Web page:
Formed in 1994, Mad Season were a supergroup of the Seattle scene featuring members of Pearl Jam, The Screaming Trees, and Alice in Chains.
While Mad Season only released one album (1994’s ‘Above’), it was no ordinary grunge album. Musically, Mad Season broke out of the standard sound that had become mainstream, utilising much more varied instrumentation, and taking influence from blues, jazz, and more.
For me, though, what made Mad Season truly special was the presence of the greatest vocalist in grunge – Layne Staley. Like he had often done with Alice in Chains, Staley’s lyrics here mostly dealt with his struggles with addiction, and were delivered by that voice – that pained, powerful, incredible voice.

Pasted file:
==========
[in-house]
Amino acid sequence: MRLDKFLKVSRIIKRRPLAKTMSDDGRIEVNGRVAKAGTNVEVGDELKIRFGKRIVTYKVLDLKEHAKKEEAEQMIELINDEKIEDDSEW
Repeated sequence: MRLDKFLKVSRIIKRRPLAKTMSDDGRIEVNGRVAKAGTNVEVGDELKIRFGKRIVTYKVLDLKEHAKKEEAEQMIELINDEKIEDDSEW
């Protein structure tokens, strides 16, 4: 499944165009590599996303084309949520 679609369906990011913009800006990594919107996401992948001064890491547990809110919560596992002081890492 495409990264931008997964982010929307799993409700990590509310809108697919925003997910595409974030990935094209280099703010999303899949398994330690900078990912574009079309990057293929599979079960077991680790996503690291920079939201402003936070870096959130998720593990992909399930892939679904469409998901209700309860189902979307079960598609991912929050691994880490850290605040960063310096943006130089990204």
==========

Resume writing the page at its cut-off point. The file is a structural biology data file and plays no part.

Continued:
Not long after the album was released, due to the members various schedules, as well as Staley’s increasing reclusiveness, Mad Season called it a day.
While there were various attempts at some sort of revival, nothing ever truly came to pass, and the deaths of Staley and bassist John Baker Saunders further cemented the ending of this band.
In amongst a movement of bands all trying to sound a certain way, Mad Season eschewed the tropes and created something different. For one short period, this group of heavy hitters did something unique.